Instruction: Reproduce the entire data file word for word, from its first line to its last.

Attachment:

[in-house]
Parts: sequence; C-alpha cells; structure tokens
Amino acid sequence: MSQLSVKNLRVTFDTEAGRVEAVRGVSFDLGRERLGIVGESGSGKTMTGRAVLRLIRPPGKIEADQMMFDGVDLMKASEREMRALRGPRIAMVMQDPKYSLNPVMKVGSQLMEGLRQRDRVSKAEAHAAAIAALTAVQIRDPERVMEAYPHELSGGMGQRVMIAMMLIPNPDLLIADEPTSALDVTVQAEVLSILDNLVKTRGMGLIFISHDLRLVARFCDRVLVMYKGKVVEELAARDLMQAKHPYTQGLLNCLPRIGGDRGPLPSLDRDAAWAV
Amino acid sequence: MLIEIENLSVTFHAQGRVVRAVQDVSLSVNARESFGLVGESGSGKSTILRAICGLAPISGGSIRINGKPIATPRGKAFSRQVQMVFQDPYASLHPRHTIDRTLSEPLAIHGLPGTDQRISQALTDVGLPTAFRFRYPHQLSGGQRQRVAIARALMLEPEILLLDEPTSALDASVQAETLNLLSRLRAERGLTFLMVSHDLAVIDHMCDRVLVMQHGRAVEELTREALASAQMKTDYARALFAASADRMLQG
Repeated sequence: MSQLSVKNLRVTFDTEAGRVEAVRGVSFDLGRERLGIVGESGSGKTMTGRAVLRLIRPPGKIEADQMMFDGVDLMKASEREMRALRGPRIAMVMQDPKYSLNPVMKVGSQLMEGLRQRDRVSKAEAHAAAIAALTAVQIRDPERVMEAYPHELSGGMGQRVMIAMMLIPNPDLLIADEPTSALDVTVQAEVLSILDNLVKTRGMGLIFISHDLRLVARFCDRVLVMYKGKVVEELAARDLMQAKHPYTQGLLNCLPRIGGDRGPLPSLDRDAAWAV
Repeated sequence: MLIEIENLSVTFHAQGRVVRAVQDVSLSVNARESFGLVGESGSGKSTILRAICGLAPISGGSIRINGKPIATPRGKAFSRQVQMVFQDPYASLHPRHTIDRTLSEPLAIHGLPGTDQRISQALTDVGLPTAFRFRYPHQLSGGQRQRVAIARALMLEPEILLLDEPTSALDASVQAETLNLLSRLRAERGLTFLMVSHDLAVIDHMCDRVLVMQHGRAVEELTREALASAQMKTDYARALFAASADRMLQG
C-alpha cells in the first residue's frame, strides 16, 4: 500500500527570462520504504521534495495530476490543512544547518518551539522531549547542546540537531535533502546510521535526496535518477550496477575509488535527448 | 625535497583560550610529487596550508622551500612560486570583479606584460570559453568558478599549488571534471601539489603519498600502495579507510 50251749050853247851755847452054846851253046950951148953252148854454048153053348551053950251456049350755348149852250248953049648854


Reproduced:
[in-house]
Parts: sequence; C-alpha cells; structure tokens
Amino acid sequence: MSQLSVKNLRVTFDTEAGRVEAVRGVSFDLGRERLGIVGESGSGKTMTGRAVLRLIRPPGKIEADQMMFDGVDLMKASEREMRALRGPRIAMVMQDPKYSLNPVMKVGSQLMEGLRQRDRVSKAEAHAAAIAALTAVQIRDPERVMEAYPHELSGGMGQRVMIAMMLIPNPDLLIADEPTSALDVTVQAEVLSILDNLVKTRGMGLIFISHDLRLVARFCDRVLVMYKGKVVEELAARDLMQAKHPYTQGLLNCLPRIGGDRGPLPSLDRDAAWAV
Amino acid sequence: MLIEIENLSVTFHAQGRVVRAVQDVSLSVNARESFGLVGESGSGKSTILRAICGLAPISGGSIRINGKPIATPRGKAFSRQVQMVFQDPYASLHPRHTIDRTLSEPLAIHGLPGTDQRISQALTDVGLPTAFRFRYPHQLSGGQRQRVAIARALMLEPEILLLDEPTSALDASVQAETLNLLSRLRAERGLTFLMVSHDLAVIDHMCDRVLVMQHGRAVEELTREALASAQMKTDYARALFAASADRMLQG
Repeated sequence: MSQLSVKNLRVTFDTEAGRVEAVRGVSFDLGRERLGIVGESGSGKTMTGRAVLRLIRPPGKIEADQMMFDGVDLMKASEREMRALRGPRIAMVMQDPKYSLNPVMKVGSQLMEGLRQRDRVSKAEAHAAAIAALTAVQIRDPERVMEAYPHELSGGMGQRVMIAMMLIPNPDLLIADEPTSALDVTVQAEVLSILDNLVKTRGMGLIFISHDLRLVARFCDRVLVMYKGKVVEELAARDLMQAKHPYTQGLLNCLPRIGGDRGPLPSLDRDAAWAV
Repeated sequence: MLIEIENLSVTFHAQGRVVRAVQDVSLSVNARESFGLVGESGSGKSTILRAICGLAPISGGSIRINGKPIATPRGKAFSRQVQMVFQDPYASLHPRHTIDRTLSEPLAIHGLPGTDQRISQALTDVGLPTAFRFRYPHQLSGGQRQRVAIARALMLEPEILLLDEPTSALDASVQAETLNLLSRLRAERGLTFLMVSHDLAVIDHMCDRVLVMQHGRAVEELTREALASAQMKTDYARALFAASADRMLQG
C-alpha cells in the first residue's frame, strides 16, 4: 500500500527570462520504504521534495495530476490543512544547518518551539522531549547542546540537531535533502546510521535526496535518477550496477575509488535527448 | 625535497583560550610529487596550508622551500612560486570583479606584460570559453568558478599549488571534471601539489603519498600502495579507510 50251749050853247851755847452054846851253046950951148953252148854454048153053348551053950251456049350755348149852250248953049648854